Workshop A: Playing with Light and Shadow
Instructor: Behzad Bagheri (Iran)
Location: National Museum of Singapore
Light and shadows visually define objects. The direction from which a dominant light originates, the placement of this light source affects every aspects of a drawing and make changes in objects lightness, darkness and color. Similarly, the shadows shapes, sizes and values range of shades in different times of a day are always changing .On the other hand ,when we walk up to an object and see it from various sides, we’ll have new images of the different values created by the light and shadows. So, the different characteristics of the light hitting an object can completely change its appearance.
Through this workshop we try to figure out, perceive and present the beauty and warmth of the sun’s light and its companion with the shadow in sketch. We start with the geometry of light and shadow and its perspective principals. We also learn how the objects are seen facing natural and artificial light sources, and what shadows they leave around.
Then we learn values and different shades of grey between white and black (light and Shadow) and experience it on the paper. After that, we look around and change our position, choose frames and start testing presentation of light and shadow on the paper through trial and error.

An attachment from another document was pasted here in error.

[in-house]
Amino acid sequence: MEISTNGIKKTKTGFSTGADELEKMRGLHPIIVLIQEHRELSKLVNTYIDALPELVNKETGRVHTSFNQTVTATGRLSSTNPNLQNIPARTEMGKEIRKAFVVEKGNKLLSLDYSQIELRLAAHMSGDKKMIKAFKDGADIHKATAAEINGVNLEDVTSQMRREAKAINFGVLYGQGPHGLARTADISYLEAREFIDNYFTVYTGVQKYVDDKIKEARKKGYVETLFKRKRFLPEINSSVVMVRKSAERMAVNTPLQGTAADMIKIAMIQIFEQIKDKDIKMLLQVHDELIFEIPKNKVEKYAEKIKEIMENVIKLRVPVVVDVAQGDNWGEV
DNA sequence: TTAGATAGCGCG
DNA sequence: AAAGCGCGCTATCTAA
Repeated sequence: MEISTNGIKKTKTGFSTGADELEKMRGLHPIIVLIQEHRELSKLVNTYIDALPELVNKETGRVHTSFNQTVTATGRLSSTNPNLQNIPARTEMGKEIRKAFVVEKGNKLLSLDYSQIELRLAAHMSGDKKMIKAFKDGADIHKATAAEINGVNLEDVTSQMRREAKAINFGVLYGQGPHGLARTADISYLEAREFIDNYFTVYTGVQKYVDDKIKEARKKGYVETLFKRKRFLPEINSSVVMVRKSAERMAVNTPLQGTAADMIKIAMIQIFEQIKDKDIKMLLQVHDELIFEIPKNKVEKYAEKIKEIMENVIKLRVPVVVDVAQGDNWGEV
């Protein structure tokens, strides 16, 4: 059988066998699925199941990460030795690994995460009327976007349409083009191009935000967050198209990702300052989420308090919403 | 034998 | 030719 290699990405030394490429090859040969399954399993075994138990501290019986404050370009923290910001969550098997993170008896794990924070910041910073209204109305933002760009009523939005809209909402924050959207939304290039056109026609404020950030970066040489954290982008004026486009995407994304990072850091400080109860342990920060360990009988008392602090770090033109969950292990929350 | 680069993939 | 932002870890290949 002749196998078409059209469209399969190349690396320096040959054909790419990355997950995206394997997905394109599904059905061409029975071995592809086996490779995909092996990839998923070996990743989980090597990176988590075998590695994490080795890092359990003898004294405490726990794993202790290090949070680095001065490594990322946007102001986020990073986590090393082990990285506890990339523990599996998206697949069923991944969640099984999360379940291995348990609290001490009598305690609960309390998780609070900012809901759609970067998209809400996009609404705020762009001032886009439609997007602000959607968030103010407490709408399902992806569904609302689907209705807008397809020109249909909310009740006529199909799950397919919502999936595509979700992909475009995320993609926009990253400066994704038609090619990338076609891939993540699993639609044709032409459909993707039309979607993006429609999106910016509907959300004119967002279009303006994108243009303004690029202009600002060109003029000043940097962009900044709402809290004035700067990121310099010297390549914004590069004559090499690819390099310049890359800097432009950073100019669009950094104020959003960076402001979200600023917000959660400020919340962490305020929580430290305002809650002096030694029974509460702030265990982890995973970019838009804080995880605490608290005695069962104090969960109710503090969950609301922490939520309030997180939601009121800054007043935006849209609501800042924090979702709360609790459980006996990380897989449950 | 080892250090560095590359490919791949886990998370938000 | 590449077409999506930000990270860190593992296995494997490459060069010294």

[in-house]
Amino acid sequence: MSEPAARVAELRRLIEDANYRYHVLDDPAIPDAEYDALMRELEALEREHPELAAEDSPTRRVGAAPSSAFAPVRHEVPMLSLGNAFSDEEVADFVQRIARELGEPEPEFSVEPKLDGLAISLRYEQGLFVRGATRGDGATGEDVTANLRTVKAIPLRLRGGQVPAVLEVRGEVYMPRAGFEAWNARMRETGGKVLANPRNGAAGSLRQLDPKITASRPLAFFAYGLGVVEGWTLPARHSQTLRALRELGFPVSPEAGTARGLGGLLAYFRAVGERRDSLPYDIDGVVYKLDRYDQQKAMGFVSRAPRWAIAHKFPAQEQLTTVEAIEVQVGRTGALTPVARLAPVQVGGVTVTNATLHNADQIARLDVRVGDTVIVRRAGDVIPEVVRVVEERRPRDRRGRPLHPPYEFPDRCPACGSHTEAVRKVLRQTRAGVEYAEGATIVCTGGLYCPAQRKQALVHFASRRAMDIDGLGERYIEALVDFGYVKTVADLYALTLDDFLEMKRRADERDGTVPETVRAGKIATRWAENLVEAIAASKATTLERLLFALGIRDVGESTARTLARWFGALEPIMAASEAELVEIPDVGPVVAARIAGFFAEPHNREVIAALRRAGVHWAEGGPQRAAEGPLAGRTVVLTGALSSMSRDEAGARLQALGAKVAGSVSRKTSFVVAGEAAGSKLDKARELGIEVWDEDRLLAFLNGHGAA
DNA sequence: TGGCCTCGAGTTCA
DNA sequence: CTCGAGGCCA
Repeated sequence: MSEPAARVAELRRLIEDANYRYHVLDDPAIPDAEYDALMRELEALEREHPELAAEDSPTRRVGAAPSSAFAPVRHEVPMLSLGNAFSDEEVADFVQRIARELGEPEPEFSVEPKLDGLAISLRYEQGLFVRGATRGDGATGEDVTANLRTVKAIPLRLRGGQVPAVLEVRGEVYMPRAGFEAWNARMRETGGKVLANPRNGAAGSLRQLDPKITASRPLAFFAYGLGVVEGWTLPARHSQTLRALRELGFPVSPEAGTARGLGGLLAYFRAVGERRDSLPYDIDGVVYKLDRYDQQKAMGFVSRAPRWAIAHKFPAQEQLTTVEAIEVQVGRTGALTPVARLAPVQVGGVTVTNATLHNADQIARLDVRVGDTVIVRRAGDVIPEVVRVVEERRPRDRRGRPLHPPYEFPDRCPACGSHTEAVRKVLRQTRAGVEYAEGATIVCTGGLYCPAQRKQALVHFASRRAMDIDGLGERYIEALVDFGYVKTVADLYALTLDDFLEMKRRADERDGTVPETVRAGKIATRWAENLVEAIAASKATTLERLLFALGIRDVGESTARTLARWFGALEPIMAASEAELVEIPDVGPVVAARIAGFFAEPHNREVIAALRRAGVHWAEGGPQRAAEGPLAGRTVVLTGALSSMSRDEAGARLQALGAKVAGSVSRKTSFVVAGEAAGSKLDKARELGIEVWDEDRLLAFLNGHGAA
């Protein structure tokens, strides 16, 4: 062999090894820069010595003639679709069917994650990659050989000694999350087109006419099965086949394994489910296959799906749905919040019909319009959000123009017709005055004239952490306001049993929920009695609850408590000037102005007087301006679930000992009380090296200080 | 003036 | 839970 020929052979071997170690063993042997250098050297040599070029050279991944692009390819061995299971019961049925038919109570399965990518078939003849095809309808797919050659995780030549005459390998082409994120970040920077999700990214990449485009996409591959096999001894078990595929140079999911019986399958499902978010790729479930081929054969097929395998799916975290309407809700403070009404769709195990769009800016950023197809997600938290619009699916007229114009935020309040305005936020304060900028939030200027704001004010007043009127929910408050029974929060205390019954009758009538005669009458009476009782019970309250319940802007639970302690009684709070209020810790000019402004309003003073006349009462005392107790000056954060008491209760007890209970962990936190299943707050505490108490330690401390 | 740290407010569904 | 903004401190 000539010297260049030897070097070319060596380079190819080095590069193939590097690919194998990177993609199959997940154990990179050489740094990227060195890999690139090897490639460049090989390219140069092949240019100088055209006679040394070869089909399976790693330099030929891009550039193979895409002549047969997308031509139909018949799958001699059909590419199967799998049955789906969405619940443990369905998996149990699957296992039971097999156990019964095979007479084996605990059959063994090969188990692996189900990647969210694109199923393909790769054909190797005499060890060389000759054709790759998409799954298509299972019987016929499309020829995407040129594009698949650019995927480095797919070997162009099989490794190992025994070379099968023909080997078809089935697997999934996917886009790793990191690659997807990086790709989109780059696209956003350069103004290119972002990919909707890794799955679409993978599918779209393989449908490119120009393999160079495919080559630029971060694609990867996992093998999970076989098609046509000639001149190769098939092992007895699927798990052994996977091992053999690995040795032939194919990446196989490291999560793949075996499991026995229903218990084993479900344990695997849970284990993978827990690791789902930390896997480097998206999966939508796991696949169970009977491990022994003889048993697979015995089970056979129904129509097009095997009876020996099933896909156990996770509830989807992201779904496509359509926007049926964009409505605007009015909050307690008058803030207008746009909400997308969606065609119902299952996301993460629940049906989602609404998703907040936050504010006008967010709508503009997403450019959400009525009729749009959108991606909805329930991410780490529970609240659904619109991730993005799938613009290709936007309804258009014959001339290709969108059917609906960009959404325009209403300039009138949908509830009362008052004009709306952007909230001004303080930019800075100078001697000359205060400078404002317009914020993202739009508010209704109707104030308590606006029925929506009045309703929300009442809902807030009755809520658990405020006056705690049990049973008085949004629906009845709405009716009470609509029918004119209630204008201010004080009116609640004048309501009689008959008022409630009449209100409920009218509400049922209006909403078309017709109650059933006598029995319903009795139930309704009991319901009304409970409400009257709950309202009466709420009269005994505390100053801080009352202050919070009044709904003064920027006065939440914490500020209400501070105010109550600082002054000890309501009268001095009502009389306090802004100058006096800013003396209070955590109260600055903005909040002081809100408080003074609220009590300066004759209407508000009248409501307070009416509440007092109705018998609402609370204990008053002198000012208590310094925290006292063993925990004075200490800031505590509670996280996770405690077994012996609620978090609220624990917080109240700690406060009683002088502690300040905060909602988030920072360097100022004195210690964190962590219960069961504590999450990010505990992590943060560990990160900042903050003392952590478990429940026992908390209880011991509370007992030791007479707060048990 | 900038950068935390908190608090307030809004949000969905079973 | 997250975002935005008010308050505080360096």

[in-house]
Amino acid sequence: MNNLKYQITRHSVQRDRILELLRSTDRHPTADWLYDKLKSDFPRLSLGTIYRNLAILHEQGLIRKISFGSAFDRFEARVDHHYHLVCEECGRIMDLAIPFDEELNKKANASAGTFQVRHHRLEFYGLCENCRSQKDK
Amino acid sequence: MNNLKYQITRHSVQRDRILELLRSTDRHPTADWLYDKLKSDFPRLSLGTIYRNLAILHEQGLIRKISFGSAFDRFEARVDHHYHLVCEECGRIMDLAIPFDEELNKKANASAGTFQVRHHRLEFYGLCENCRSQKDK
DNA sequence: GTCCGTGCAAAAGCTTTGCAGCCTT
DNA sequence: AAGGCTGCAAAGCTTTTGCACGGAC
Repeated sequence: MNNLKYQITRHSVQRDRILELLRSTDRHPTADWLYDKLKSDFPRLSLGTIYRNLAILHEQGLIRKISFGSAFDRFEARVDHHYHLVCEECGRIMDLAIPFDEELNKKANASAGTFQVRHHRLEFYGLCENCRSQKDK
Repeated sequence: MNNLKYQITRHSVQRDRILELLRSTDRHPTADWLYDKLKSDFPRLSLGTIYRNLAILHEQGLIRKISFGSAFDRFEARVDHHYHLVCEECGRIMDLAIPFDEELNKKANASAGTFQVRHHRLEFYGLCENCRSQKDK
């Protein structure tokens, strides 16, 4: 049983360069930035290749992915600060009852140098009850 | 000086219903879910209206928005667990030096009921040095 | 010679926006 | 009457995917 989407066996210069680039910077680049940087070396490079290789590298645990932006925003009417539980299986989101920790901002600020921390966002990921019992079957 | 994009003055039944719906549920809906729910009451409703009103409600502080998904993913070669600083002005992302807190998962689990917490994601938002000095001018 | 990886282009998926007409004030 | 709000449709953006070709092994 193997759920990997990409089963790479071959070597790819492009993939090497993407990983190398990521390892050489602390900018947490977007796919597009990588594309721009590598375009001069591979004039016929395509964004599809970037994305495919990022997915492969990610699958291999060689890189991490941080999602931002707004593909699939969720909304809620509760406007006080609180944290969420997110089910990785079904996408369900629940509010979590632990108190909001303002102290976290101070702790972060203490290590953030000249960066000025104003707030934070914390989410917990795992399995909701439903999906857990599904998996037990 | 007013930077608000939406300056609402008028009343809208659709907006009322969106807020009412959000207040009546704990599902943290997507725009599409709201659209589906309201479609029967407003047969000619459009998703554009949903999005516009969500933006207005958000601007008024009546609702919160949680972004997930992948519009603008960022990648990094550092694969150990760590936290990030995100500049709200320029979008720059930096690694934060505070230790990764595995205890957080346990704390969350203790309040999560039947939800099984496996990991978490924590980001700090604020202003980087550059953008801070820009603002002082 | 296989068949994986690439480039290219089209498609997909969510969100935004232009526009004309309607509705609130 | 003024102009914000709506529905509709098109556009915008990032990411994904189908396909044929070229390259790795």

First 30 minutes: Participants sketch different subject matters around them (chosen based on light and shadows) + A quarter hour group show of works and sharing them.
Next 1 hour: Based on previous feedback, some of light and shadow perspective principals which would be helpful,will be discussed.
Next 30 minutes: Discussion on colors , their companion and contrasts while participants are presenting subjects matters and practicing on the paper.
1.5 hours to 2hours: At the location, we find subjects and proper angles and try to check our learnings through quick sketches. First in black and white and then we use colors.
This workshop aims to draw participants’ attention to light as a factor of displaying subjects and to familiarize them with presenting light and shadow in sketches in order to energize and vitalize the drawings.
The best tool is watercolor that can also be used for experiencing black and white practices. Black ink or charcoal also can be helpful.